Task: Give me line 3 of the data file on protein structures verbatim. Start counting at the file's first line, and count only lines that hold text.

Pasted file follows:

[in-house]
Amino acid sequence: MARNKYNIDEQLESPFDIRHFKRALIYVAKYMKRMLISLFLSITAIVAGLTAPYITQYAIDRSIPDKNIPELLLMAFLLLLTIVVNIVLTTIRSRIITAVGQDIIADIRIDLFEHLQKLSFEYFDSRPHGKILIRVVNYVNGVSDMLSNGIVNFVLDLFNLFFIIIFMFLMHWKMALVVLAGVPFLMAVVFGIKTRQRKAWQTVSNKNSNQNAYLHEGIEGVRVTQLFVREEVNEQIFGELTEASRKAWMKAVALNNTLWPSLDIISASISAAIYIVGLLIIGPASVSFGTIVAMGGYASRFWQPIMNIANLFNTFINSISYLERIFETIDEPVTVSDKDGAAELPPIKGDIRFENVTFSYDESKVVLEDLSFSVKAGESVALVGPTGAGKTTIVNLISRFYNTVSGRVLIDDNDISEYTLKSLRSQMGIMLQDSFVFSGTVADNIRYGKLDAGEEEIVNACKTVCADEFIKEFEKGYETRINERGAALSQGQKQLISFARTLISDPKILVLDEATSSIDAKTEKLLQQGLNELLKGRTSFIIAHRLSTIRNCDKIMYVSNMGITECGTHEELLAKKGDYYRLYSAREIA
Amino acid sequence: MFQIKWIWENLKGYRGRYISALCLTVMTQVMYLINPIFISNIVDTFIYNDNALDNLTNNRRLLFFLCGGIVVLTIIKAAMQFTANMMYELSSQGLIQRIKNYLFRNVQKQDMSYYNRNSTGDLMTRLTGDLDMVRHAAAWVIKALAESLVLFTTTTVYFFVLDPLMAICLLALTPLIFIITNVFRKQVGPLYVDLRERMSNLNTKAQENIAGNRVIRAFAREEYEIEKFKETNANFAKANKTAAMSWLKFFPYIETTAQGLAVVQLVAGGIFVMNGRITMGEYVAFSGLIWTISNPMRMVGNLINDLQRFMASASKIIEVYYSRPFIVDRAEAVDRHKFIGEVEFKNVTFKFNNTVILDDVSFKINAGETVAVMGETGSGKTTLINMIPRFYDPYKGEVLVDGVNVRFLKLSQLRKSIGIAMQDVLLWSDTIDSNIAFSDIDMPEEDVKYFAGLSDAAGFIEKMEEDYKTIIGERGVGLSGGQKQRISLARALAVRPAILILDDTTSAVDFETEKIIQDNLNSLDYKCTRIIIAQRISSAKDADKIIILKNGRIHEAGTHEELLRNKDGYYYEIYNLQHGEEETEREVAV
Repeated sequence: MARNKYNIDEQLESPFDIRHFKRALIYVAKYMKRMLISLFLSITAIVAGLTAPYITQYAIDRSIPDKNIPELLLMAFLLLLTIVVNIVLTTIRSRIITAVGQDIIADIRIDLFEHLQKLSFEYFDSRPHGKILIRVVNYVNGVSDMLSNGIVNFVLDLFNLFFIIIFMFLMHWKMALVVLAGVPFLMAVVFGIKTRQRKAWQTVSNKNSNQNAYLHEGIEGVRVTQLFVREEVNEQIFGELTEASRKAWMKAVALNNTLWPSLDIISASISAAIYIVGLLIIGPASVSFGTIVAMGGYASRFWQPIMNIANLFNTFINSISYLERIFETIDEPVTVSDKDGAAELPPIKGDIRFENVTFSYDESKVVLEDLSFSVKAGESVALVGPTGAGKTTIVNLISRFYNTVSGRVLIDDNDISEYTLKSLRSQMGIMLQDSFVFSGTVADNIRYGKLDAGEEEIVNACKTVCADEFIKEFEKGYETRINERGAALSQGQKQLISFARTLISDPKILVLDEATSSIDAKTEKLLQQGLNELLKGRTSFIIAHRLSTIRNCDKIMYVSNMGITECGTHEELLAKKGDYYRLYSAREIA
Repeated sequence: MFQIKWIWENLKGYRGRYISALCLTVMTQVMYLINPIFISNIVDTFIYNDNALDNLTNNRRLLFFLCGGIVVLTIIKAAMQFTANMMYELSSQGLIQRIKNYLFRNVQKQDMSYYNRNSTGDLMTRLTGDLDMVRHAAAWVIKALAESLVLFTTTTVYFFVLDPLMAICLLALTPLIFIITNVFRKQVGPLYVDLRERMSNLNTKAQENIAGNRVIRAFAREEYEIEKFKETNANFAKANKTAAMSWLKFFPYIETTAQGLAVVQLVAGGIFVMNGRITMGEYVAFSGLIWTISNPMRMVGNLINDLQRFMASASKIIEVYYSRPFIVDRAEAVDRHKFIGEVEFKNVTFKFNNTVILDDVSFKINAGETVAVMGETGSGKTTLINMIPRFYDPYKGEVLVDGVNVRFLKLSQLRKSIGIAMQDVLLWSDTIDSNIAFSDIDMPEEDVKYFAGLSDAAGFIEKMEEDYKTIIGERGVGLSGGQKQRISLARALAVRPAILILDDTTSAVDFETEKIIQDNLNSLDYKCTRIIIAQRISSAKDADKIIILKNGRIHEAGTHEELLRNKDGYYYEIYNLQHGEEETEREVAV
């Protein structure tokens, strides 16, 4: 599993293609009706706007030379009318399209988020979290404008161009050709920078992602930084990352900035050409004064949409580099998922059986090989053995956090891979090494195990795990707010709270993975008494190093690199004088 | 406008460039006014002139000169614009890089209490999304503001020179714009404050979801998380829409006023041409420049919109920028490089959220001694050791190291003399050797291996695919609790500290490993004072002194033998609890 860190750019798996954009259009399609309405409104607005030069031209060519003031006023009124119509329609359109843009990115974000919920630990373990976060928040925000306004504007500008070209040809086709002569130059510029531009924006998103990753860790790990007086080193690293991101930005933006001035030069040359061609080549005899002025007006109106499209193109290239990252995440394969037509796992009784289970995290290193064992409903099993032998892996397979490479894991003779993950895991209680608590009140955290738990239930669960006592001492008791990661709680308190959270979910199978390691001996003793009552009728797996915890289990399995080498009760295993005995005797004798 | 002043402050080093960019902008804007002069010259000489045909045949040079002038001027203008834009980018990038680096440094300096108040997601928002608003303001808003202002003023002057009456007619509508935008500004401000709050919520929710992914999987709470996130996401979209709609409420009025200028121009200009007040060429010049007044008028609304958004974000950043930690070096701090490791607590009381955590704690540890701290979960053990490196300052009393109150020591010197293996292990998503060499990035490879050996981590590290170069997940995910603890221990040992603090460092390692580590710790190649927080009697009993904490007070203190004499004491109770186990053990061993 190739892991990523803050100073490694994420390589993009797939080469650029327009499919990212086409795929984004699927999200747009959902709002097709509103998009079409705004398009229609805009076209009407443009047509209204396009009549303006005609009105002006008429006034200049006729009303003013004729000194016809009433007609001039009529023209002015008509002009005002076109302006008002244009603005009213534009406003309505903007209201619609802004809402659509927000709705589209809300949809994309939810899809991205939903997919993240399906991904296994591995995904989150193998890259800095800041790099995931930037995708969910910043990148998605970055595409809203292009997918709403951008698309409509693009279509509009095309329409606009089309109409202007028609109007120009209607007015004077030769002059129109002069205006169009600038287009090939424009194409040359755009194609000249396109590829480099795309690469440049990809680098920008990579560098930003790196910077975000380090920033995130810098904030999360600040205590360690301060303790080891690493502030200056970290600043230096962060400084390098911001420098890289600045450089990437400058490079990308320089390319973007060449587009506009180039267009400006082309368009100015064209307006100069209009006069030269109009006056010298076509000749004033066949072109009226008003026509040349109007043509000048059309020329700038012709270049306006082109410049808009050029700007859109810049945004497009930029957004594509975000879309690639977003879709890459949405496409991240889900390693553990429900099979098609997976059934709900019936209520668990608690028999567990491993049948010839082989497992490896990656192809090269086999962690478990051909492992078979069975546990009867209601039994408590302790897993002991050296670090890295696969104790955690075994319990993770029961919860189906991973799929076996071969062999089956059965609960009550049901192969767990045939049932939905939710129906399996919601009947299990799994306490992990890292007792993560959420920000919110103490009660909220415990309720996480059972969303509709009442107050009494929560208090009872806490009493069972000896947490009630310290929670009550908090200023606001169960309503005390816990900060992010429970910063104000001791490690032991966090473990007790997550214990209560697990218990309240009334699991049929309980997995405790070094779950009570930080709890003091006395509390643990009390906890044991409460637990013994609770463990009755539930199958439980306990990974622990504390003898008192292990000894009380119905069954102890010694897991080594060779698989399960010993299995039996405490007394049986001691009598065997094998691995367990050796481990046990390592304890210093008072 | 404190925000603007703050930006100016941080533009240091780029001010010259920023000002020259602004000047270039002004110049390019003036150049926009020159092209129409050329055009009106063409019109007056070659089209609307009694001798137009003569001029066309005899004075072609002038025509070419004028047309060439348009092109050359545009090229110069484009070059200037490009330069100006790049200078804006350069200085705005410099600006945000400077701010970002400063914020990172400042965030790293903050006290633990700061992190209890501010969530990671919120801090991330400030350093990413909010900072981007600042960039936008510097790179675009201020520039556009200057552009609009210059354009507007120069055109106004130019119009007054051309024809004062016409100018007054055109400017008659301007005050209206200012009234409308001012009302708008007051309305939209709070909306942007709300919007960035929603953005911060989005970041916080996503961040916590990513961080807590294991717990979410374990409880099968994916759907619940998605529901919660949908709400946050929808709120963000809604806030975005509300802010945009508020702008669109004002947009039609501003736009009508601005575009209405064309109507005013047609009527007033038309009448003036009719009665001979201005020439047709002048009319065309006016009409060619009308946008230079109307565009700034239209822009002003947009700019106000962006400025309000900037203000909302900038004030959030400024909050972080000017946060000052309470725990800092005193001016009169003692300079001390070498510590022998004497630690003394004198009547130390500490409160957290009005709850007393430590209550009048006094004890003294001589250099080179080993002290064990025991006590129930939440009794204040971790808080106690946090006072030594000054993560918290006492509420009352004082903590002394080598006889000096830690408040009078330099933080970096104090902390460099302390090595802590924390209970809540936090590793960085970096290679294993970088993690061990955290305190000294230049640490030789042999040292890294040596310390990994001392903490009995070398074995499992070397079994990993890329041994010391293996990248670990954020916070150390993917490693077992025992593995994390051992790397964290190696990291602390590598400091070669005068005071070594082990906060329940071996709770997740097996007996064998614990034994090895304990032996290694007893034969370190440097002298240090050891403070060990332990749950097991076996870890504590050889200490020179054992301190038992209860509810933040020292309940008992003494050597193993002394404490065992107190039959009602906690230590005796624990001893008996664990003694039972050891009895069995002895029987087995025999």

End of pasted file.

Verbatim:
Amino acid sequence: MFQIKWIWENLKGYRGRYISALCLTVMTQVMYLINPIFISNIVDTFIYNDNALDNLTNNRRLLFFLCGGIVVLTIIKAAMQFTANMMYELSSQGLIQRIKNYLFRNVQKQDMSYYNRNSTGDLMTRLTGDLDMVRHAAAWVIKALAESLVLFTTTTVYFFVLDPLMAICLLALTPLIFIITNVFRKQVGPLYVDLRERMSNLNTKAQENIAGNRVIRAFAREEYEIEKFKETNANFAKANKTAAMSWLKFFPYIETTAQGLAVVQLVAGGIFVMNGRITMGEYVAFSGLIWTISNPMRMVGNLINDLQRFMASASKIIEVYYSRPFIVDRAEAVDRHKFIGEVEFKNVTFKFNNTVILDDVSFKINAGETVAVMGETGSGKTTLINMIPRFYDPYKGEVLVDGVNVRFLKLSQLRKSIGIAMQDVLLWSDTIDSNIAFSDIDMPEEDVKYFAGLSDAAGFIEKMEEDYKTIIGERGVGLSGGQKQRISLARALAVRPAILILDDTTSAVDFETEKIIQDNLNSLDYKCTRIIIAQRISSAKDADKIIILKNGRIHEAGTHEELLRNKDGYYYEIYNLQHGEEETEREVAV